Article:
4. The Dropout Type
Another type of gifted individual most people are unaware of are Type 4s, also known as “the dropout types” or “the at-risk types.” Type 4s have earned a reputation for being labelled as such because they often struggle with feelings of anger, frustration, and depression as a result of their giftedness being overlooked. Similar to Type 2s, Type 4s struggle with their self-esteem because they feel rejected and unappreciated by others, not receiving the support and affirmation they need simply because their interests, skills, and talents do not align with the typical school curriculum. They are also known as the “drop out type” not necessarily because all Type 4s eventually drop out of school, but because they become mentally and emotionally invested in it.
5. The Double-Labelled Type
The fifth type of giftedness is the “double-labelled type,” which refers to gifted individuals who also have a physical or emotional handicap of some sort. Most have learning disabilities such as dyslexia, dysgraphia, dyscalculia, and so on, which makes it difficult for school systems and programs to identify them as gifted. Their handicap may also make it more difficult for them to complete their work on time or fulfill other structured tasks as easily as other gifted students, which makes them more easily discouraged, frustrated, and critical of themselves. Type 5s may also be impatient, stubborn, and sensitive to criticism, which only makes it more important that they be given the proper assistance to nurture their strengths and talents.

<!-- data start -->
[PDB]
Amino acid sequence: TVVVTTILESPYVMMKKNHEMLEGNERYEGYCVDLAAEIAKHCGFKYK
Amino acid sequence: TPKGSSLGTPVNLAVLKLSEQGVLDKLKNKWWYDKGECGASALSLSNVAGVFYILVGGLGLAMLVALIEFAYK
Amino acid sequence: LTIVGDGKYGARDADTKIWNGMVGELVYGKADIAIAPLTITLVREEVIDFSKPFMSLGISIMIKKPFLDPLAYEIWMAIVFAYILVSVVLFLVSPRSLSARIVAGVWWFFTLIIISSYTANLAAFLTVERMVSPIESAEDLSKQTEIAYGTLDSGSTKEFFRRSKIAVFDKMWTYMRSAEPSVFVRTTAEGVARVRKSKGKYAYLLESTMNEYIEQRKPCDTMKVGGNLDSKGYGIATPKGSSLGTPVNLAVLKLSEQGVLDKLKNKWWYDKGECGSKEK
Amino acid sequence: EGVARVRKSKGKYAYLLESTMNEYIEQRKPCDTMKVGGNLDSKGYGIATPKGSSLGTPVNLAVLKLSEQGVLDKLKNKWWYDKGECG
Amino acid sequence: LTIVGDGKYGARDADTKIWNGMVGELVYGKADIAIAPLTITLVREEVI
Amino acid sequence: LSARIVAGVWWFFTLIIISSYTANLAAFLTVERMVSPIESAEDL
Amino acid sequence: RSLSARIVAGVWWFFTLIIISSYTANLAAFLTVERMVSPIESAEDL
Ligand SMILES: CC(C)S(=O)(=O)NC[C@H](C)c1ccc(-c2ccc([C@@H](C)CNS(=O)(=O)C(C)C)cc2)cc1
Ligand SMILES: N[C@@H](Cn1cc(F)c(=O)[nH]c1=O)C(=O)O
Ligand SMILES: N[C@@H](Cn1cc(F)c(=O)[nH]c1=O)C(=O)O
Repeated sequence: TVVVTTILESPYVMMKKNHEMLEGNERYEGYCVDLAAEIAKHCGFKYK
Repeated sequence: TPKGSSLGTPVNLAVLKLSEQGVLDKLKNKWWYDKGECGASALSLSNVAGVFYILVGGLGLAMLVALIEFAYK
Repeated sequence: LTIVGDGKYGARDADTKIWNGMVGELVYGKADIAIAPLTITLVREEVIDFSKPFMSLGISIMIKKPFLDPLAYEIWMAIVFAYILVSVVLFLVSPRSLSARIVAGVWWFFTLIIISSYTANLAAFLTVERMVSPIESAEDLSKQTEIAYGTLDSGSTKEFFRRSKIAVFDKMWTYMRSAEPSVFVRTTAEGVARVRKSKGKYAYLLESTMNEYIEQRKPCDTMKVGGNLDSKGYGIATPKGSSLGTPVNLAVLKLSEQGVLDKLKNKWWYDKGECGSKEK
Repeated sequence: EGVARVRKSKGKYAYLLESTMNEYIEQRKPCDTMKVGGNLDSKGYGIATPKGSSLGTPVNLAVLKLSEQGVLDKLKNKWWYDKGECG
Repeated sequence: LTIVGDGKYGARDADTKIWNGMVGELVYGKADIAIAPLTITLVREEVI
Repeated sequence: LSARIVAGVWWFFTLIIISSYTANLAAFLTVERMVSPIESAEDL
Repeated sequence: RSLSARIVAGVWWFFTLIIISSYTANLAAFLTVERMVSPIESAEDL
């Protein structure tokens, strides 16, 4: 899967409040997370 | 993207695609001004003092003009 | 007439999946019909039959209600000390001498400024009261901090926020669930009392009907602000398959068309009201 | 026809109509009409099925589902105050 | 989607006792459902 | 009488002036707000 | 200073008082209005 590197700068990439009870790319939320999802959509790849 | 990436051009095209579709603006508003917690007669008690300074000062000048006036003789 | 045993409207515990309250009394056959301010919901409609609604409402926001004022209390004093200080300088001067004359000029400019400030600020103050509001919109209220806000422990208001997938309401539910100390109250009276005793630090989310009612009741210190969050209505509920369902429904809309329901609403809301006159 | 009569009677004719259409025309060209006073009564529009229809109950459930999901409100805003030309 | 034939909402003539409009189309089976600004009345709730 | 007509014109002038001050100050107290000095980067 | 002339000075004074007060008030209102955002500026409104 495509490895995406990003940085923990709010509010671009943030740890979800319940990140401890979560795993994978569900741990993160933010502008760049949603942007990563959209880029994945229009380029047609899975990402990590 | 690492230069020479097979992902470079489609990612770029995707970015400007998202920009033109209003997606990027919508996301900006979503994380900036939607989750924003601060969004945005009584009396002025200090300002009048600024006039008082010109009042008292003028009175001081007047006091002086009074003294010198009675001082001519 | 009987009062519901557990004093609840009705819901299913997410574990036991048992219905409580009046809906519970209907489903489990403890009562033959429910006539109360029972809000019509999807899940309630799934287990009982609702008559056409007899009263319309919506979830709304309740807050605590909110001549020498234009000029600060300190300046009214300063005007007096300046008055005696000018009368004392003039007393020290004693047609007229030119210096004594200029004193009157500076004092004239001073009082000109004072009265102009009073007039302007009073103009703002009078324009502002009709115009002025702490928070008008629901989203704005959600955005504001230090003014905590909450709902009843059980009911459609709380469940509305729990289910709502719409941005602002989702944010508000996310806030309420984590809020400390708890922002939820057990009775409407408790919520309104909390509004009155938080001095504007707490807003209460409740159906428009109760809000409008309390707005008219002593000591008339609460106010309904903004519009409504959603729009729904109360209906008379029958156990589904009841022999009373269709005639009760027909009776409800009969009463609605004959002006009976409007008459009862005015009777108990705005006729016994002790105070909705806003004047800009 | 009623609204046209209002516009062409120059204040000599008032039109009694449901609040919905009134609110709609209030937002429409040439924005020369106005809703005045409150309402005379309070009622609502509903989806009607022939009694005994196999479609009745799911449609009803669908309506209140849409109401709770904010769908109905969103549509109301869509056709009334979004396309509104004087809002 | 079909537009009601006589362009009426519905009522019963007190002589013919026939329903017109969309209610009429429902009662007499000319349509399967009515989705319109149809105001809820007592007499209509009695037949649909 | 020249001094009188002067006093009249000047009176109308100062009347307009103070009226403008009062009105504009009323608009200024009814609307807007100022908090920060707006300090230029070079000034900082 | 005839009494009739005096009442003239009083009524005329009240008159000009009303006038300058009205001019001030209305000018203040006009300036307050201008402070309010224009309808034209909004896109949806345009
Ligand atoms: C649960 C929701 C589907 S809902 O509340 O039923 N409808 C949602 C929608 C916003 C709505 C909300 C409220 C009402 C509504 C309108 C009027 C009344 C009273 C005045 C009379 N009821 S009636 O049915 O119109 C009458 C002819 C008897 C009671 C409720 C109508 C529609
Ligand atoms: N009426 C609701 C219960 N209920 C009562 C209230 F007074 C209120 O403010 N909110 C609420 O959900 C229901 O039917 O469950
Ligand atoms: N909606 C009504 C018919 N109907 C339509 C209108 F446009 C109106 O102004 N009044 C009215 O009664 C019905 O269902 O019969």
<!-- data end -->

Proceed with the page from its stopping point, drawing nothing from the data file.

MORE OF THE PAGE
6. The Autonomous Type
Last but certainly not the least, we have the “autonomous type” of giftedness, which refers to those gifted individuals who are independent, conscientious, and self-reliant. Similar to Type 1s, Type 6s often find success and recognition because they have learned how to excel in the school setting and find ways to make the system work for them, always looking for new opportunities for themselves. Resourceful and goal-oriented, they are also natural born leaders and are well-respected by those around them. And unlike most other types, 6s know they’re gifted but aren’t preoccupied with impressing other people, gaining their approval, or fitting in with their peers because they have such a strong sense of personal power.
So, do you relate to any of the things we’ve mentioned here? Do you think you might be gifted and never realized it until now? Do you identify with any of the different types of giftedness? If you liked this article and want to read more, here’s what we recommend: 9 Signs You are A Gifted Person, 6 Signs You’re More Intelligent Than Others, and 7 Habits of Highly Intelligent People.
- Betts, G. T., & Neihart, M. (1988). Profiles of the Gifted and Talented. Gifted Child Quarterly, 32(2), 248–253. https://doi.org/10.1177/001698628803200202